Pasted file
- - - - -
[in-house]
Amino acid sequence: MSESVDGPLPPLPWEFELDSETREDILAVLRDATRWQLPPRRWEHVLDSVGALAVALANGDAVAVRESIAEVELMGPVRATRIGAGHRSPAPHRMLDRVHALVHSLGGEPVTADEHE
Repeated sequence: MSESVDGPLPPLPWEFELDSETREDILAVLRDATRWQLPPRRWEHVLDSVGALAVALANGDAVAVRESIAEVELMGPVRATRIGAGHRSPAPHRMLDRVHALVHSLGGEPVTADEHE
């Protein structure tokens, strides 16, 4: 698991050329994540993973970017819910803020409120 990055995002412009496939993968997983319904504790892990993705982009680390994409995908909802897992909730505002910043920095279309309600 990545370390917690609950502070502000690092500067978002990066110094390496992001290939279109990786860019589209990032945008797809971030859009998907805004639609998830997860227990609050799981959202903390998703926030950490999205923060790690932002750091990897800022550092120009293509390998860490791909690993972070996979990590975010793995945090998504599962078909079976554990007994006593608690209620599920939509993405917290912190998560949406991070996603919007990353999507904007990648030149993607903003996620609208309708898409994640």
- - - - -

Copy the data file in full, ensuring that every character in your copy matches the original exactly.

[in-house]
Amino acid sequence: MSESVDGPLPPLPWEFELDSETREDILAVLRDATRWQLPPRRWEHVLDSVGALAVALANGDAVAVRESIAEVELMGPVRATRIGAGHRSPAPHRMLDRVHALVHSLGGEPVTADEHE
Repeated sequence: MSESVDGPLPPLPWEFELDSETREDILAVLRDATRWQLPPRRWEHVLDSVGALAVALANGDAVAVRESIAEVELMGPVRATRIGAGHRSPAPHRMLDRVHALVHSLGGEPVTADEHE
């Protein structure tokens, strides 16, 4: 698991050329994540993973970017819910803020409120 990055995002412009496939993968997983319904504790892990993705982009680390994409995908909802897992909730505002910043920095279309309600 990545370390917690609950502070502000690092500067978002990066110094390496992001290939279109990786860019589209990032945008797809971030859009998907805004639609998830997860227990609050799981959202903390998703926030950490999205923060790690932002750091990897800022550092120009293509390998860490791909690993972070996979990590975010793995945090998504599962078909079976554990007994006593608690209620599920939509993405917290912190998560949406991070996603919007990353999507904007990648030149993607903003996620609208309708898409994640």